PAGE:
Vancouver Games policing, security lauded

Police and experts say that from a security standpoint the Vancouver Olympics were a resounding success.
B.C. Solicitor General Kash Heed praised the police work with crowds during the Games. ((CBC))

Police and security experts say that from a security standpoint the Vancouver Olympics were a resounding success.

They say there were no major problems, with the exception of a violent protest on Feb. 13 — one day after the Games officially opened — when a few dozen masked protesters smashed windows, vandalized cars and intimidated pedestrians in downtown Vancouver.

B.C. Solicitor General Kash Heed said police and security forces at the Vancouver Olympics established a "gold standard" for a peaceful, safe and secure Winter Games.

He praised the Vancouver police and the RCMP-led Integrated Security Unit for achieving what he calls an unprecedented success.

Heed said the good police work meant athletes could focus on achieving their best, spectators could focus on the performances, and people out to soak up the Olympic spirit could do so safely.

He also gave a nod to those who celebrated in the streets, saying responsible crowds helped contribute to a peaceful Olympics.

Andre Gerolymatos, a professor of security studies at Simon Fraser University, also praised the police for the way they dealt with the large crowds, calling their work "impeccable."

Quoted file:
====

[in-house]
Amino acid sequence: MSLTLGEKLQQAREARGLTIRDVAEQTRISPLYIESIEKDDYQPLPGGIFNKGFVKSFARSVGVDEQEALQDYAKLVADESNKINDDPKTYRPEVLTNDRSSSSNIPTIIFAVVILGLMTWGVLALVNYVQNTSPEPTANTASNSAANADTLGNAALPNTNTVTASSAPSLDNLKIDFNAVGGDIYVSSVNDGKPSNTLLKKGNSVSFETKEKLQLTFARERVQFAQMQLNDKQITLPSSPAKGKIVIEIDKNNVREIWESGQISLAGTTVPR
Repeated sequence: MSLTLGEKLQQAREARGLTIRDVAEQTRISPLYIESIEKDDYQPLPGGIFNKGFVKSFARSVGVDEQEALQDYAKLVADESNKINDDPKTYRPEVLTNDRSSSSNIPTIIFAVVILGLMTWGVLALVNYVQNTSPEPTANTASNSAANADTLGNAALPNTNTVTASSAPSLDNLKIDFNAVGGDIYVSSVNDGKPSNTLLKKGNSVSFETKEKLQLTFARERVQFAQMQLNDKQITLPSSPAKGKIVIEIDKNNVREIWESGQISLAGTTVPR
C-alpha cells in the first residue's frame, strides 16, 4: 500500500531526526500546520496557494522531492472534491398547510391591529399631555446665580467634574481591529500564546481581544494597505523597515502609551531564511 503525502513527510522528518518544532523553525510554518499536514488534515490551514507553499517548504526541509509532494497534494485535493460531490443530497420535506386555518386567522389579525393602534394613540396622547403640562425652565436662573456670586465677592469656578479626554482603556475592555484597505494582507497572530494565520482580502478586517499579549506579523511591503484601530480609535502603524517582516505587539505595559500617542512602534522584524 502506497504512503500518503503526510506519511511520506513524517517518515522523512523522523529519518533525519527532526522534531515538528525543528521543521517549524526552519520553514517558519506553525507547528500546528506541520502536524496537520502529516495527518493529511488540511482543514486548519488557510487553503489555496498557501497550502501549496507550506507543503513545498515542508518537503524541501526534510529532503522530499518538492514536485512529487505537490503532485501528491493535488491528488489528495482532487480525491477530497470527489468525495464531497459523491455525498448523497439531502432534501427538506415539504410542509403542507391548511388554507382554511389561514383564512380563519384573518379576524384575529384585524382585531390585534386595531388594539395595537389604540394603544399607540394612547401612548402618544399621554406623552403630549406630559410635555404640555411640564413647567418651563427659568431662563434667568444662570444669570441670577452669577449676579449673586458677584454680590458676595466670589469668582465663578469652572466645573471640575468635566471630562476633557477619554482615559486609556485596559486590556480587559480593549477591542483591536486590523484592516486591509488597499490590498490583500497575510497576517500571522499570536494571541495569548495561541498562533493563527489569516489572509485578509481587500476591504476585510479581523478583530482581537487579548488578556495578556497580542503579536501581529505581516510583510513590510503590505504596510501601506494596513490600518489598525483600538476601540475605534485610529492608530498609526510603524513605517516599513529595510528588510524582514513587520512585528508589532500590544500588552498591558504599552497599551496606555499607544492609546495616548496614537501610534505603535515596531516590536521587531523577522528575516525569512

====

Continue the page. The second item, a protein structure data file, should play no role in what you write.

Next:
"It shows that Vancouver can certainly handle — and it has in the past — a major international event such as the Olympics," he said.

"I think in the future, the lesson for the police is that, you know, the positive approach is much better than being aggressive."

RCMP stand guard outside of Canada Hockey Place in downtown Vancouver. ((Jonathan Hayward/Canadian Press))

Vancouver police Deputy Chief Doug LePard said he has "never been prouder" to be a member of the force.

Despite record crowds and almost 21,000 liquor pour-outs, LePard said the Olympic street party was hugely successful.

He credits the decision to shut down liquor stores early on several occasions and a friendly policing strategy.

"We've got a meet and greet philosophy, put a smile on your face … and I cannot tell you how sore our hands are from all the people that were high-fiving us."

LePard said police also handled the protests well — even when things got out of hand.

"Through all of that the blue line held and no one in the crowd was injured."

UBC political science professor Michael Byers said police "showed commendable restraint in dealing with protesters."

Byers did say he thought the $1-billion security budget was excessive, but that the success of the Games demonstrates the importance of being prepared when it comes to major events and protests.

With files from The Canadian Press